Domestic violence is acts of violence or abuse against a person living in a household and the worst thing about this violence is that it comes from within the household by an immediate family member. Recent trends show that not only women but men also experience domestic violence or Intimate Partner Violence. There are many causes for this behavior among spouses and Lack of education is found to be the major one, besides this, the Egotistic and violent nature of spouses and Income Disparity between spouses are also some of the leading causes.
In 2021, National Commission for Women received 30,865 complaints out of which 21.6% included Domestic violence and this is only the reported case. It only includes women as a victim of Domestic violence as there is no provision to protect men from Domestic violence in India. We live in a patriarchal society that is why it is hard to believe that men could be the victim of such crime. When we hear anything about Domestic Violence, the only picture we paint in our mind is of a woman beaten up by her husband and her in-laws. But this is not true, not always.
Domestic violence against men goes unnoticed and unpunished in India. Among various provisions in Indian law to curb Domestic violence, there is not a single measure to save men from this crime. Section 498A of IPC reads “Husband or relative of husband of a woman subjecting her to cruelty. —Whoever, being the husband or the relative of the husband of a woman, subjects such woman to cruelty shall be punished with imprisonment for a term which may extend to three years and shall also be liable to fine”. Here we can easily interpret that IPC only talks about protecting women from domestic violence.
India also has a specific statute, named ‘The Protection of women from domestic violence Act, 2005’ and as the title reads, the object of the law explains it as an Act to provide for more effective protection of the rights of women guaranteed under the Constitution who are victims of violence of any kind occurring within the family. This shows the lack of concern given to this prevalent issue. These gender-specific laws make the condition worse.
Not only in India, in the United States of America, One in Nine men experience some sort of domestic violence or Intimate Partner Violence. In the United Kingdom, two out of five victims of domestic violence are men.
Who do we blame for this?
Is it the Law? is it the Government or the Men who do not stand against it?
NO, it is not about the Law, or the Government, or the Men who suffer and does not speak about it. The blame should be on the lack of support for the cause. When a woman suffers any kind of atrocity in her life, everyone stands against it together, be it, men or women. Feminists all around the world work so hard to protect women and their rights. There are countless organizations working towards the policy of ‘No Domestic Violence against women’
Men do not have any support when it comes to domestic violence against them. There’s no NGO, no government organization, or no support from any section of the society. The core reason behind this is the notion of Patriarchal society. We never think of men as a victim of domestic violence because the victim itself does not want us to know his condition. He thinks that his value and respect in society will be diminished if the word got out. He never reports this violence, he only suffers it.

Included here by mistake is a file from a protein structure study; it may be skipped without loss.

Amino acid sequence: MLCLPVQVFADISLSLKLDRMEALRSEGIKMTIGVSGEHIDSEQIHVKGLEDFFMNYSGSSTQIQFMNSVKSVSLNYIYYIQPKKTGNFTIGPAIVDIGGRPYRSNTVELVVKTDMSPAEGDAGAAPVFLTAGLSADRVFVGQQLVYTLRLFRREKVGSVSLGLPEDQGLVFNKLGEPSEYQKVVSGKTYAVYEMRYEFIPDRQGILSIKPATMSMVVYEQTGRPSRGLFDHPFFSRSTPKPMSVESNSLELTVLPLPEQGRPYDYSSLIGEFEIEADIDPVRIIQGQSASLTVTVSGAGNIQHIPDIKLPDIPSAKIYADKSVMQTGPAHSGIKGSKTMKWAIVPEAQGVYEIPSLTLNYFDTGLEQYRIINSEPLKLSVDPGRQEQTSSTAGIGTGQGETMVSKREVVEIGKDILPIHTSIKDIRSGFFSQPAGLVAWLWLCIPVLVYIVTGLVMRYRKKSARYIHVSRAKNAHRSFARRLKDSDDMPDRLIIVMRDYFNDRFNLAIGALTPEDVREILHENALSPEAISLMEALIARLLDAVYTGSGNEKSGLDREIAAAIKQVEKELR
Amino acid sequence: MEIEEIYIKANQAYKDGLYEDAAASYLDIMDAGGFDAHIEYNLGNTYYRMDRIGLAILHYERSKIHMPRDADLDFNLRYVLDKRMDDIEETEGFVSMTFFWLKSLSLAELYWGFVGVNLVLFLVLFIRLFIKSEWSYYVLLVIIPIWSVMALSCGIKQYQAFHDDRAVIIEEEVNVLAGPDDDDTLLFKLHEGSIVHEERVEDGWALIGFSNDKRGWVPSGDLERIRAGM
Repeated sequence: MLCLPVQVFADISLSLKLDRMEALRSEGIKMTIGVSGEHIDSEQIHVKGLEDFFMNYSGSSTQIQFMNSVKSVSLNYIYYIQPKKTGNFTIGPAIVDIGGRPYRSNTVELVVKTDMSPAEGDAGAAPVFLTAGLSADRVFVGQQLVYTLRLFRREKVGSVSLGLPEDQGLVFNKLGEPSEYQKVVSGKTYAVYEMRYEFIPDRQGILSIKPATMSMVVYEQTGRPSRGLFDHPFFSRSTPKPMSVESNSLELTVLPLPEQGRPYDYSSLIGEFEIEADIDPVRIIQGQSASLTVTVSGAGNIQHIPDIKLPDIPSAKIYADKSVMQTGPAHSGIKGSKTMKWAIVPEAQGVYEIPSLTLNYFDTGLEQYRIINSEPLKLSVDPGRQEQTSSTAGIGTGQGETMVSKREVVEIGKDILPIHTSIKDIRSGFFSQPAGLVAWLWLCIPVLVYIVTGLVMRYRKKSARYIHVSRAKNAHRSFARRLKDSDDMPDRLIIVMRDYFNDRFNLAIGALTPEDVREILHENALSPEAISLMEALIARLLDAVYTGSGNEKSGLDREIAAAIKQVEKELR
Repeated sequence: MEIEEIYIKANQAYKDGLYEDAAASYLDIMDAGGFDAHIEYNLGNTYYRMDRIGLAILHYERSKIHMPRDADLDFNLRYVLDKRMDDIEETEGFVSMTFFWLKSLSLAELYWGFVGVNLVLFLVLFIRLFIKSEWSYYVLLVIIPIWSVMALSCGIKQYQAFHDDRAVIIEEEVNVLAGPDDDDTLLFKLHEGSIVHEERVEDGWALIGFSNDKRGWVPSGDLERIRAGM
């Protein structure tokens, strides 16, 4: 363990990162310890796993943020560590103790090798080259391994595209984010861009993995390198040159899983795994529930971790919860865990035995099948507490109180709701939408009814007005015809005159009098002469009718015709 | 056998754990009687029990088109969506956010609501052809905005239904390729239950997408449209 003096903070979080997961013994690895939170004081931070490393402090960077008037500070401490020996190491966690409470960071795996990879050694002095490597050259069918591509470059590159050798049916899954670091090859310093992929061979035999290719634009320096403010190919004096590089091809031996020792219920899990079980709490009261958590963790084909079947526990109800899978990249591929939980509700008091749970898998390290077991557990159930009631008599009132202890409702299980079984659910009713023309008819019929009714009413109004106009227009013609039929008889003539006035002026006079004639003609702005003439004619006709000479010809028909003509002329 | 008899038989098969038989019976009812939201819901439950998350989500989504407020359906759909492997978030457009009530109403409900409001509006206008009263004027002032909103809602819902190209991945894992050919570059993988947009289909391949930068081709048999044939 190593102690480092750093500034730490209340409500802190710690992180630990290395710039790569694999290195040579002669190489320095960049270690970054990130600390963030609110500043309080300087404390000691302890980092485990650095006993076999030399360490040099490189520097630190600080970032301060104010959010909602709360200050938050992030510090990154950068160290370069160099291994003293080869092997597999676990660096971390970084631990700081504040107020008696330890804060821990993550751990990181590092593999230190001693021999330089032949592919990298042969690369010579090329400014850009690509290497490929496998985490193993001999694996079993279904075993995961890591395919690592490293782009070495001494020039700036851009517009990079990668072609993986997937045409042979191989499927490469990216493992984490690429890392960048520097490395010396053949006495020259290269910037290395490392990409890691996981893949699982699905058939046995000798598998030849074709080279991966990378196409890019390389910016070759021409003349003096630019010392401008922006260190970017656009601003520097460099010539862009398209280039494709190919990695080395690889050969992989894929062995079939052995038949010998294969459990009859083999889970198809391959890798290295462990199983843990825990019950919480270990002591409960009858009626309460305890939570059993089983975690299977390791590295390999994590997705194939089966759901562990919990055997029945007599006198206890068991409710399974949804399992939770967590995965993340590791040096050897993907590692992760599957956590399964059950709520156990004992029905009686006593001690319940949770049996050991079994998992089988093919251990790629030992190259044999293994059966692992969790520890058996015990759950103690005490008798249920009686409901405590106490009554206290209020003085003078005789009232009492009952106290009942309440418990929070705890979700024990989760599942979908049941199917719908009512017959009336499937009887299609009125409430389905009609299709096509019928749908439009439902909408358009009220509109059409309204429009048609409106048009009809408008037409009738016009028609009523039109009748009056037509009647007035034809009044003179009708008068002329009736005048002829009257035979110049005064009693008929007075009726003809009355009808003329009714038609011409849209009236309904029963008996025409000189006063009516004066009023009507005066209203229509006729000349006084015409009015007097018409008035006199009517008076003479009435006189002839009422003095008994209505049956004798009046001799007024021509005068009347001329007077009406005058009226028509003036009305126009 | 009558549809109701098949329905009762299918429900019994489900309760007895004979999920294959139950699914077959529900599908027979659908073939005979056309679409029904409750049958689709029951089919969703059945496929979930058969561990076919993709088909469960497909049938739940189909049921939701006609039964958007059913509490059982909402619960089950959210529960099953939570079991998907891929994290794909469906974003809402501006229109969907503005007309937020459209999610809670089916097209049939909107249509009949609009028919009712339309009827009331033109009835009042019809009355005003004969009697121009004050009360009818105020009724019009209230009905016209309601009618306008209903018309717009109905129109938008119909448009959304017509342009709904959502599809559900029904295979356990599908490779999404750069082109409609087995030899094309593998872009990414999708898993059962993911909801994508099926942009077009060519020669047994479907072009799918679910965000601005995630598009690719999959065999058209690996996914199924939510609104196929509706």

We are very far from solving this problem because almost all of us do not consider that this is a problem. The victims are not coming out except a handful of men who chose to speak about it and when they do come out, they are being judged.
To solve this, Firstly, we have to acknowledge the fact that domestic violence against men is a serious problem. Secondly, more victims have to come forward and talk about their experiences. Thirdly, we as a society have to be more empathetic towards this issue. And lastly, more people have to come forward in support of the protection of men against domestic violence.
The Path Forward
Mass support is the only way to manifest this issue and then only we can expect the government to either amend these gender-specific laws and provisions or make a gender-neutral policy towards domestic violence. We as a nation have to talk about it just like we do when it comes to violence against women.
Education and awareness play a vital role in solving this issue. Awareness camps should be organized and people should be encouraged to take an empathetic stance towards men as a victim of household violence.
In recent cases, we have seen domestic violence become a leading cause for suicide among men, the mental cruelty and physical attacks on husbands by wives, the mental cruelty induced by family members on unmarried sons are a few instances that we have seen in the news lately. Looking forward we have to take care of all the dimensions of domestic violence. Without manifesting it properly we cannot expect a change in the policies.
Conclusion: The Society and The Government
Our society and the government should work towards framing gender-neutral laws. It is the responsibility of both society and government for the welfare of every citizen without any bias. In gender-specific laws like Section 498A of IPC and The protection of women from Domestic violence Act, 2005, the government clearly overlooked the fact that men can also be a victim of such crime. This needs to change now; a review of these policies is the need of the hour. Society’s notion of man being powerful and masculine ceased the victim to come forward and talk about it, but it has to change now, and only then we can bring domestic violence against men out in the open.
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